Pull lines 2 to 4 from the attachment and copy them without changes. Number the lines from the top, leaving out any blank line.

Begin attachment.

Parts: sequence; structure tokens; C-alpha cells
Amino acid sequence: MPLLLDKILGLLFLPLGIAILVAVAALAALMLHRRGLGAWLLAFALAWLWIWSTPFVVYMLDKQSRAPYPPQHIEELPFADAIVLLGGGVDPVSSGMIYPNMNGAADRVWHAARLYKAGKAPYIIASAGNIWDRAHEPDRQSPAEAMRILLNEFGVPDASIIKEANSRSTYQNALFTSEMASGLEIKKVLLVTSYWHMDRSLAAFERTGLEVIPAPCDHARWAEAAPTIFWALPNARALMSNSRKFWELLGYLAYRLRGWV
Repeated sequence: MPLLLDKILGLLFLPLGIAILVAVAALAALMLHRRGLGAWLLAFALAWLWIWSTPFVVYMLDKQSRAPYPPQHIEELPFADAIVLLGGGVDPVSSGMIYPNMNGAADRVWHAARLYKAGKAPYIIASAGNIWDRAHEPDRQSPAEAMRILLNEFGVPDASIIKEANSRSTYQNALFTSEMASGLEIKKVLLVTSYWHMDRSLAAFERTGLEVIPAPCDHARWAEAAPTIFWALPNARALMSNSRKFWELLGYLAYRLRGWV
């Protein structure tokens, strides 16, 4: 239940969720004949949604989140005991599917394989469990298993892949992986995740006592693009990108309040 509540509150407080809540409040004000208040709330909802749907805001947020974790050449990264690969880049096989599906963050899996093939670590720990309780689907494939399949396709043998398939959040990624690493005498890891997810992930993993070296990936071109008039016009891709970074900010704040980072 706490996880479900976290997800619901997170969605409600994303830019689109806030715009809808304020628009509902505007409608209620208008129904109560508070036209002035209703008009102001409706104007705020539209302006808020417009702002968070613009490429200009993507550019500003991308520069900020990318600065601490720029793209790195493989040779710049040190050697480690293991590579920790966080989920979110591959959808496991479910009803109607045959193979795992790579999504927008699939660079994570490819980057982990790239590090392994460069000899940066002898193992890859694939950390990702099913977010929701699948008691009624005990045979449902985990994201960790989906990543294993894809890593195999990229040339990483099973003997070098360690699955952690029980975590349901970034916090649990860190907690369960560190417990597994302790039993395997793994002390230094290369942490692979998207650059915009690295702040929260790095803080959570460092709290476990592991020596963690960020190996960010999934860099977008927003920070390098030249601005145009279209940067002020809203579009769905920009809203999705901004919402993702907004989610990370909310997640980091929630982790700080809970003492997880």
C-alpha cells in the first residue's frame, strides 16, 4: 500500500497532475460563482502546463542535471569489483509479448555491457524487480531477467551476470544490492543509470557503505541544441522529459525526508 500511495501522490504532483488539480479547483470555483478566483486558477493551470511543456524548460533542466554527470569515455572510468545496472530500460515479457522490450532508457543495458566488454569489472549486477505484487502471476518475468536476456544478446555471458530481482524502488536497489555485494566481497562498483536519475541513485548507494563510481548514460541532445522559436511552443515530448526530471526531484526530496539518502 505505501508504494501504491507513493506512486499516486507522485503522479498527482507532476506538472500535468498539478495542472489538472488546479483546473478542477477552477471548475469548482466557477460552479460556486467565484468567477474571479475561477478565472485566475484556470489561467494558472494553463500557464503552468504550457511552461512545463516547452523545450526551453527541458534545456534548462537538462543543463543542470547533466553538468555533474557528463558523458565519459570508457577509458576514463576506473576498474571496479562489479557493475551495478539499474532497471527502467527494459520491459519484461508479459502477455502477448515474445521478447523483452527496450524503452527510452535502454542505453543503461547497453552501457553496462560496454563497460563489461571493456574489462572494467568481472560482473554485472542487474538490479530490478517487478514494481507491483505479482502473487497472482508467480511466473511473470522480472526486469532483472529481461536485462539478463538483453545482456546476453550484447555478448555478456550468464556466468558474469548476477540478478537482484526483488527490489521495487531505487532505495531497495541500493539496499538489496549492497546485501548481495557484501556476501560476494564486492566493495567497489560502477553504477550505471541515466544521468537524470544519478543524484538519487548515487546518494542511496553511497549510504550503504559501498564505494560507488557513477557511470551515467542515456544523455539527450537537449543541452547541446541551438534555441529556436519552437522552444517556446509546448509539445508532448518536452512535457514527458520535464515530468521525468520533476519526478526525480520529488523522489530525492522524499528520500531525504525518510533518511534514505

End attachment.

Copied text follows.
Amino acid sequence: MPLLLDKILGLLFLPLGIAILVAVAALAALMLHRRGLGAWLLAFALAWLWIWSTPFVVYMLDKQSRAPYPPQHIEELPFADAIVLLGGGVDPVSSGMIYPNMNGAADRVWHAARLYKAGKAPYIIASAGNIWDRAHEPDRQSPAEAMRILLNEFGVPDASIIKEANSRSTYQNALFTSEMASGLEIKKVLLVTSYWHMDRSLAAFERTGLEVIPAPCDHARWAEAAPTIFWALPNARALMSNSRKFWELLGYLAYRLRGWV
Repeated sequence: MPLLLDKILGLLFLPLGIAILVAVAALAALMLHRRGLGAWLLAFALAWLWIWSTPFVVYMLDKQSRAPYPPQHIEELPFADAIVLLGGGVDPVSSGMIYPNMNGAADRVWHAARLYKAGKAPYIIASAGNIWDRAHEPDRQSPAEAMRILLNEFGVPDASIIKEANSRSTYQNALFTSEMASGLEIKKVLLVTSYWHMDRSLAAFERTGLEVIPAPCDHARWAEAAPTIFWALPNARALMSNSRKFWELLGYLAYRLRGWV
């Protein structure tokens, strides 16, 4: 239940969720004949949604989140005991599917394989469990298993892949992986995740006592693009990108309040 509540509150407080809540409040004000208040709330909802749907805001947020974790050449990264690969880049096989599906963050899996093939670590720990309780689907494939399949396709043998398939959040990624690493005498890891997810992930993993070296990936071109008039016009891709970074900010704040980072 706490996880479900976290997800619901997170969605409600994303830019689109806030715009809808304020628009509902505007409608209620208008129904109560508070036209002035209703008009102001409706104007705020539209302006808020417009702002968070613009490429200009993507550019500003991308520069900020990318600065601490720029793209790195493989040779710049040190050697480690293991590579920790966080989920979110591959959808496991479910009803109607045959193979795992790579999504927008699939660079994570490819980057982990790239590090392994460069000899940066002898193992890859694939950390990702099913977010929701699948008691009624005990045979449902985990994201960790989906990543294993894809890593195999990229040339990483099973003997070098360690699955952690029980975590349901970034916090649990860190907690369960560190417990597994302790039993395997793994002390230094290369942490692979998207650059915009690295702040929260790095803080959570460092709290476990592991020596963690960020190996960010999934860099977008927003920070390098030249601005145009279209940067002020809203579009769905920009809203999705901004919402993702907004989610990370909310997640980091929630982790700080809970003492997880």